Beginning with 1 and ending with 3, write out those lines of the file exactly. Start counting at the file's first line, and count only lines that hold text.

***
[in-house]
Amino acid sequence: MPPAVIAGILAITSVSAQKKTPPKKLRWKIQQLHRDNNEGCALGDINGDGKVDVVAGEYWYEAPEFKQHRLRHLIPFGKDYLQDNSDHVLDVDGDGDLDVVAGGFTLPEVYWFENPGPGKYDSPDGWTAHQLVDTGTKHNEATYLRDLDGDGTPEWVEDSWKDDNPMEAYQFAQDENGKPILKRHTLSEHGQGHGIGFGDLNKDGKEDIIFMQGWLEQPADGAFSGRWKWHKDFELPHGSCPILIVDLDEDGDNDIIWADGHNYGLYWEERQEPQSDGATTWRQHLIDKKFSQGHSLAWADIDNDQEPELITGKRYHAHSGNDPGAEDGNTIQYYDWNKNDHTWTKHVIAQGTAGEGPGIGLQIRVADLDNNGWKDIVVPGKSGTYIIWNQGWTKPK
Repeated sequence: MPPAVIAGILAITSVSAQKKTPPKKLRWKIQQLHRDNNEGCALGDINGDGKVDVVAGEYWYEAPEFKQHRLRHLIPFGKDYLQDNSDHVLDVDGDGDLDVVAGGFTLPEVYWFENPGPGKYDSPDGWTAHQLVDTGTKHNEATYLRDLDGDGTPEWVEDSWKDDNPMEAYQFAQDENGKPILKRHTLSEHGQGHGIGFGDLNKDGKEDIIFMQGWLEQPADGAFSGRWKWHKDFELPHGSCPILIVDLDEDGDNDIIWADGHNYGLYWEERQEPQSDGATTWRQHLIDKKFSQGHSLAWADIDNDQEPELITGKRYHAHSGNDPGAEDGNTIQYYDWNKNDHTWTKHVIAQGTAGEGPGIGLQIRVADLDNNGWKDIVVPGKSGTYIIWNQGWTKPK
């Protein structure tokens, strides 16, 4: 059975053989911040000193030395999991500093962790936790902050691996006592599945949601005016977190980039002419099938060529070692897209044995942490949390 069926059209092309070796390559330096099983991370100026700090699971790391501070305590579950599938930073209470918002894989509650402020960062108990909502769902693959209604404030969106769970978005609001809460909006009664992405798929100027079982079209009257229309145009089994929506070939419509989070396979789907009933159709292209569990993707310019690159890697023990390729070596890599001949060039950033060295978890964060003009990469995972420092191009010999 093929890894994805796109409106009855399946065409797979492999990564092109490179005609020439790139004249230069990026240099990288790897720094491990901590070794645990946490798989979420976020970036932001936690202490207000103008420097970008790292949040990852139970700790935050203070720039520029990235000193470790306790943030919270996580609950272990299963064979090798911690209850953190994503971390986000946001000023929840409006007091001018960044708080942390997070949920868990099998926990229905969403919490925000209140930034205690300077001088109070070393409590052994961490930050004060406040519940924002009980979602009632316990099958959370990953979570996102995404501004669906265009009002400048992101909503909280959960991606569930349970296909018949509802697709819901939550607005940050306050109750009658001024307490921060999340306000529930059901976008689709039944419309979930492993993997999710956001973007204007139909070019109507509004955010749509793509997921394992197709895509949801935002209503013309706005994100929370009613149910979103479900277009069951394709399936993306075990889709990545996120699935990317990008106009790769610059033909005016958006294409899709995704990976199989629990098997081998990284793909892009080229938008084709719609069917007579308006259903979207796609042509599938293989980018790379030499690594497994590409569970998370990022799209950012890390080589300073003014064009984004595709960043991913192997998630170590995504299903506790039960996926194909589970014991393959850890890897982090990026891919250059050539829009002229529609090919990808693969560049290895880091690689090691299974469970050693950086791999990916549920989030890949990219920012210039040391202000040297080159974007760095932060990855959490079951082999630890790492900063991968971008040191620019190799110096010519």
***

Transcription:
[in-house]
Amino acid sequence: MPPAVIAGILAITSVSAQKKTPPKKLRWKIQQLHRDNNEGCALGDINGDGKVDVVAGEYWYEAPEFKQHRLRHLIPFGKDYLQDNSDHVLDVDGDGDLDVVAGGFTLPEVYWFENPGPGKYDSPDGWTAHQLVDTGTKHNEATYLRDLDGDGTPEWVEDSWKDDNPMEAYQFAQDENGKPILKRHTLSEHGQGHGIGFGDLNKDGKEDIIFMQGWLEQPADGAFSGRWKWHKDFELPHGSCPILIVDLDEDGDNDIIWADGHNYGLYWEERQEPQSDGATTWRQHLIDKKFSQGHSLAWADIDNDQEPELITGKRYHAHSGNDPGAEDGNTIQYYDWNKNDHTWTKHVIAQGTAGEGPGIGLQIRVADLDNNGWKDIVVPGKSGTYIIWNQGWTKPK
Repeated sequence: MPPAVIAGILAITSVSAQKKTPPKKLRWKIQQLHRDNNEGCALGDINGDGKVDVVAGEYWYEAPEFKQHRLRHLIPFGKDYLQDNSDHVLDVDGDGDLDVVAGGFTLPEVYWFENPGPGKYDSPDGWTAHQLVDTGTKHNEATYLRDLDGDGTPEWVEDSWKDDNPMEAYQFAQDENGKPILKRHTLSEHGQGHGIGFGDLNKDGKEDIIFMQGWLEQPADGAFSGRWKWHKDFELPHGSCPILIVDLDEDGDNDIIWADGHNYGLYWEERQEPQSDGATTWRQHLIDKKFSQGHSLAWADIDNDQEPELITGKRYHAHSGNDPGAEDGNTIQYYDWNKNDHTWTKHVIAQGTAGEGPGIGLQIRVADLDNNGWKDIVVPGKSGTYIIWNQGWTKPK